JMIR Form Res. 2021 Dec 1;5(12):e30053. doi: 10.2196/30053.
BACKGROUND: Mobile apps for mental health are available on the market. Although they seem to be promising for improving the accessibility of mental health care, little is known about their acceptance, design methodology, evaluation, and integration into psychotherapy protocols. This makes it difficult for health care professionals to judge whether these apps may help them and their patients.
OBJECTIVE: Our aim is to describe and evaluate a protocol for the participatory design of mobile apps for mental health. In this study, participants and psychotherapists are engaged in the early phases of the design and development of the app empowered by conversational artificial intelligence (AI). The app supports interventions for stress management training based on cognitive behavioral theory.
METHODS: A total of 21 participants aged 33-61 years with mild to moderate levels of stress, anxiety, and depression (assessed by administering the Italian versions of the Symptom Checklist-90-Revised, Occupational Stress Indicator, and Perceived Stress Scale) were assigned randomly to 2 groups, A and B. Both groups received stress management training sessions along with cognitive behavioral treatment, but only participants assigned to group A received support through a mobile personal health care agent, designed for mental care and empowered by AI techniques. Psychopathological outcomes were assessed at baseline (T1), after 8 weeks of treatment (T2), and 3 months after treatment (T3). Focus groups with psychotherapists who administered the therapy were held after treatment to collect their impressions and suggestions.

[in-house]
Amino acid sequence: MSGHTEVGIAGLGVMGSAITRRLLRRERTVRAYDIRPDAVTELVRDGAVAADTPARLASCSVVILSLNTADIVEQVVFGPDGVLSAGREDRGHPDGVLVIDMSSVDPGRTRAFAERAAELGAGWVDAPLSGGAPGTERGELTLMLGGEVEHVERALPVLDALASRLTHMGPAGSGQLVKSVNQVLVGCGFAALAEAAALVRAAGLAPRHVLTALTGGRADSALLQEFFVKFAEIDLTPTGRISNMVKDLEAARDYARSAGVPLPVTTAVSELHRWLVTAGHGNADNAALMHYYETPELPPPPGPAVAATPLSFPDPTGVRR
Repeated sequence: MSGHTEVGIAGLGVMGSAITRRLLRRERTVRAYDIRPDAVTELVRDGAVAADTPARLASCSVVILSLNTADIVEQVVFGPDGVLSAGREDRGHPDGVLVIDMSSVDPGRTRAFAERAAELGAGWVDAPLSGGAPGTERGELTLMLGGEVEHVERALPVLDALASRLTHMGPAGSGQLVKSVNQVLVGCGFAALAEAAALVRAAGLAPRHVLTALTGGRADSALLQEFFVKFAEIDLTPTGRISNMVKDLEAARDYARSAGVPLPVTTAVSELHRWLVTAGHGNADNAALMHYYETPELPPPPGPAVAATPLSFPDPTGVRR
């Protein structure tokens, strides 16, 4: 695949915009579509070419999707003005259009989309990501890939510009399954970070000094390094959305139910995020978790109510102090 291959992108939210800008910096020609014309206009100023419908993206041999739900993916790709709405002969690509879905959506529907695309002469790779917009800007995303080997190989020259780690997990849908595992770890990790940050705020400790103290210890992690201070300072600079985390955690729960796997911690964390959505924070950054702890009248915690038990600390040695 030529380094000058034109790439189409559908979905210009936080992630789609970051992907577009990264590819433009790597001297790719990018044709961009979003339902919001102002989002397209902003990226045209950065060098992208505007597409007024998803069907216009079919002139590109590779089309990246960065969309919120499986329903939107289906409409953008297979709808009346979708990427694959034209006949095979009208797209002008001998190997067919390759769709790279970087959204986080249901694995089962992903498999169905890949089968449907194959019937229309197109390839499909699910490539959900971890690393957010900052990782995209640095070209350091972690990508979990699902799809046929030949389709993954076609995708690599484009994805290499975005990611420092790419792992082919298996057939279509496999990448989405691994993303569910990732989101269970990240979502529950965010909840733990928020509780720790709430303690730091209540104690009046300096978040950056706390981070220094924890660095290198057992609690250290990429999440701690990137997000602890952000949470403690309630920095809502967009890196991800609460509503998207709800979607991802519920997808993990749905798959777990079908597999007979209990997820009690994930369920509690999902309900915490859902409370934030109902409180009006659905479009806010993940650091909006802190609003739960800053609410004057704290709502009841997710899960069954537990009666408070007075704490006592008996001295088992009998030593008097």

RESULTS: Although the intergroup statistical analysis showed that group B participants could rely on better coping strategies, group A participants reported significant improvements in obsessivity and compulsivity and positive distress symptom assessment. The psychotherapists’ acceptance of the protocol was good. In particular, they were in favor of integrating an AI-based mental health app into their practice because they could appreciate the increased engagement of patients in pursuing their therapy goals.
CONCLUSIONS: The integration into practice of an AI-based mobile app for mental health was shown to be acceptable to both mental health professionals and users. Although it was not possible in this experiment to show that the integration of AI-based conversational technologies into traditional remote psychotherapy significantly decreased the participants’ levels of stress and anxiety, the experimental results showed significant trends of reduction of symptoms in group A and their persistence over time. The mental health professionals involved in the experiment reported interest in, and acceptance of, the proposed technology as a promising tool to be included in a blended model of psychotherapy.
PMID:34855607 | DOI:10.2196/30053
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